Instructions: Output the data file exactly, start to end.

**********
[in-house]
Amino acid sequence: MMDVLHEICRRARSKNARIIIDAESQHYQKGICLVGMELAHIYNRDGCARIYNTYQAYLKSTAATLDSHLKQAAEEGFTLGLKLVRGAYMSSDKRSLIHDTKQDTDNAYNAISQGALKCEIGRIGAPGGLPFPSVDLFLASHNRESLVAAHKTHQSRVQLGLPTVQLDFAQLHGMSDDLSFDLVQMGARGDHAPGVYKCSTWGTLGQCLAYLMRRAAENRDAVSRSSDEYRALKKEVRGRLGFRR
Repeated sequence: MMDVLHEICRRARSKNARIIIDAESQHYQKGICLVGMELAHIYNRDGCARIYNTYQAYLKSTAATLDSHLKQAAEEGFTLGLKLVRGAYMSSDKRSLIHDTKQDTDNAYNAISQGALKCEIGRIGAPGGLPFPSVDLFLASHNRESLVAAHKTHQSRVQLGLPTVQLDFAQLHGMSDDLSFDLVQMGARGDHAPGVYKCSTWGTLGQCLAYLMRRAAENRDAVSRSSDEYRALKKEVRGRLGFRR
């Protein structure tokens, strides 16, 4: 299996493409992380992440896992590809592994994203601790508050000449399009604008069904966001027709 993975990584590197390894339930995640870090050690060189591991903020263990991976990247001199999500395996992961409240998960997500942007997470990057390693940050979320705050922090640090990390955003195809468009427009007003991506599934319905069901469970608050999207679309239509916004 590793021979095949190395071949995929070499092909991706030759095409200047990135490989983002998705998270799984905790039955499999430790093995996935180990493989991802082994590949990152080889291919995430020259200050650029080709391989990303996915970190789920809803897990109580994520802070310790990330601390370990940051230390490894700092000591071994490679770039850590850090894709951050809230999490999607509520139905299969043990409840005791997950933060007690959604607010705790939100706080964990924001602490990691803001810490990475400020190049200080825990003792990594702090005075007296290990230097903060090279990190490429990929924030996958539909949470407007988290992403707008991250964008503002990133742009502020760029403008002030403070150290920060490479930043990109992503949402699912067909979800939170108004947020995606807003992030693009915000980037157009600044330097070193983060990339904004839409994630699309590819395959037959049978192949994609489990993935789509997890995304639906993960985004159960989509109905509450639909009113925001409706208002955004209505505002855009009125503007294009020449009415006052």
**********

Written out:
[in-house]
Amino acid sequence: MMDVLHEICRRARSKNARIIIDAESQHYQKGICLVGMELAHIYNRDGCARIYNTYQAYLKSTAATLDSHLKQAAEEGFTLGLKLVRGAYMSSDKRSLIHDTKQDTDNAYNAISQGALKCEIGRIGAPGGLPFPSVDLFLASHNRESLVAAHKTHQSRVQLGLPTVQLDFAQLHGMSDDLSFDLVQMGARGDHAPGVYKCSTWGTLGQCLAYLMRRAAENRDAVSRSSDEYRALKKEVRGRLGFRR
Repeated sequence: MMDVLHEICRRARSKNARIIIDAESQHYQKGICLVGMELAHIYNRDGCARIYNTYQAYLKSTAATLDSHLKQAAEEGFTLGLKLVRGAYMSSDKRSLIHDTKQDTDNAYNAISQGALKCEIGRIGAPGGLPFPSVDLFLASHNRESLVAAHKTHQSRVQLGLPTVQLDFAQLHGMSDDLSFDLVQMGARGDHAPGVYKCSTWGTLGQCLAYLMRRAAENRDAVSRSSDEYRALKKEVRGRLGFRR
């Protein structure tokens, strides 16, 4: 299996493409992380992440896992590809592994994203601790508050000449399009604008069904966001027709 993975990584590197390894339930995640870090050690060189591991903020263990991976990247001199999500395996992961409240998960997500942007997470990057390693940050979320705050922090640090990390955003195809468009427009007003991506599934319905069901469970608050999207679309239509916004 590793021979095949190395071949995929070499092909991706030759095409200047990135490989983002998705998270799984905790039955499999430790093995996935180990493989991802082994590949990152080889291919995430020259200050650029080709391989990303996915970190789920809803897990109580994520802070310790990330601390370990940051230390490894700092000591071994490679770039850590850090894709951050809230999490999607509520139905299969043990409840005791997950933060007690959604607010705790939100706080964990924001602490990691803001810490990475400020190049200080825990003792990594702090005075007296290990230097903060090279990190490429990929924030996958539909949470407007988290992403707008991250964008503002990133742009502020760029403008002030403070150290920060490479930043990109992503949402699912067909979800939170108004947020995606807003992030693009915000980037157009600044330097070193983060990339904004839409994630699309590819395959037959049978192949994609489990993935789509997890995304639906993960985004159960989509109905509450639909009113925001409706208002955004209505505002855009009125503007294009020449009415006052």